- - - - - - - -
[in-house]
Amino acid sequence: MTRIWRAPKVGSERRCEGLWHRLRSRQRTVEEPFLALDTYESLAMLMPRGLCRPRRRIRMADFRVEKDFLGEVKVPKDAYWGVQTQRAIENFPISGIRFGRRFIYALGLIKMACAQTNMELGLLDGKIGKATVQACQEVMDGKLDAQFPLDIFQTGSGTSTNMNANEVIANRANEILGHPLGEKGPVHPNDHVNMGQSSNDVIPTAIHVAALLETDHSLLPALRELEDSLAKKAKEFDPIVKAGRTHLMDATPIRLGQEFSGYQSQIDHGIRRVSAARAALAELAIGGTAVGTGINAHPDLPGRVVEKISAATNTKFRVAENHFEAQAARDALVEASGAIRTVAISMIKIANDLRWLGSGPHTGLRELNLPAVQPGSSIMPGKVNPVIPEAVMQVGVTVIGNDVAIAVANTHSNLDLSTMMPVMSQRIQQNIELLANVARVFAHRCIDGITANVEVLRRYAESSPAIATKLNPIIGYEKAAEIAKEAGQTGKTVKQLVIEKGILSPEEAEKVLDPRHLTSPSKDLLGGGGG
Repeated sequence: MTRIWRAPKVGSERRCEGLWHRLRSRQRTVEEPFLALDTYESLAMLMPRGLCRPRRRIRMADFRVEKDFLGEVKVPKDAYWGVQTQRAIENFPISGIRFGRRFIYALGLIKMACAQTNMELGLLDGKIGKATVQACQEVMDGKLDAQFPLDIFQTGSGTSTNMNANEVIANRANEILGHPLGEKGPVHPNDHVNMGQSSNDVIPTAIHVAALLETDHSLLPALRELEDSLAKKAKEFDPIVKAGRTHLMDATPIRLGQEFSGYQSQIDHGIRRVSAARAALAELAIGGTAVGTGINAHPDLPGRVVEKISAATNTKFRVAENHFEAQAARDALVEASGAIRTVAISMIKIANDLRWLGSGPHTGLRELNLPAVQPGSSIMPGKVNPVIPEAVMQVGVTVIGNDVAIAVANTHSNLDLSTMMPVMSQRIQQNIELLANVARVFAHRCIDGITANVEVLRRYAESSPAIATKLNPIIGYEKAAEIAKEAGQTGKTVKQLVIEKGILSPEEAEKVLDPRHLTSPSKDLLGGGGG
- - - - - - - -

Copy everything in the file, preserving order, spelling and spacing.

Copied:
[in-house]
Amino acid sequence: MTRIWRAPKVGSERRCEGLWHRLRSRQRTVEEPFLALDTYESLAMLMPRGLCRPRRRIRMADFRVEKDFLGEVKVPKDAYWGVQTQRAIENFPISGIRFGRRFIYALGLIKMACAQTNMELGLLDGKIGKATVQACQEVMDGKLDAQFPLDIFQTGSGTSTNMNANEVIANRANEILGHPLGEKGPVHPNDHVNMGQSSNDVIPTAIHVAALLETDHSLLPALRELEDSLAKKAKEFDPIVKAGRTHLMDATPIRLGQEFSGYQSQIDHGIRRVSAARAALAELAIGGTAVGTGINAHPDLPGRVVEKISAATNTKFRVAENHFEAQAARDALVEASGAIRTVAISMIKIANDLRWLGSGPHTGLRELNLPAVQPGSSIMPGKVNPVIPEAVMQVGVTVIGNDVAIAVANTHSNLDLSTMMPVMSQRIQQNIELLANVARVFAHRCIDGITANVEVLRRYAESSPAIATKLNPIIGYEKAAEIAKEAGQTGKTVKQLVIEKGILSPEEAEKVLDPRHLTSPSKDLLGGGGG
Repeated sequence: MTRIWRAPKVGSERRCEGLWHRLRSRQRTVEEPFLALDTYESLAMLMPRGLCRPRRRIRMADFRVEKDFLGEVKVPKDAYWGVQTQRAIENFPISGIRFGRRFIYALGLIKMACAQTNMELGLLDGKIGKATVQACQEVMDGKLDAQFPLDIFQTGSGTSTNMNANEVIANRANEILGHPLGEKGPVHPNDHVNMGQSSNDVIPTAIHVAALLETDHSLLPALRELEDSLAKKAKEFDPIVKAGRTHLMDATPIRLGQEFSGYQSQIDHGIRRVSAARAALAELAIGGTAVGTGINAHPDLPGRVVEKISAATNTKFRVAENHFEAQAARDALVEASGAIRTVAISMIKIANDLRWLGSGPHTGLRELNLPAVQPGSSIMPGKVNPVIPEAVMQVGVTVIGNDVAIAVANTHSNLDLSTMMPVMSQRIQQNIELLANVARVFAHRCIDGITANVEVLRRYAESSPAIATKLNPIIGYEKAAEIAKEAGQTGKTVKQLVIEKGILSPEEAEKVLDPRHLTSPSKDLLGGGGG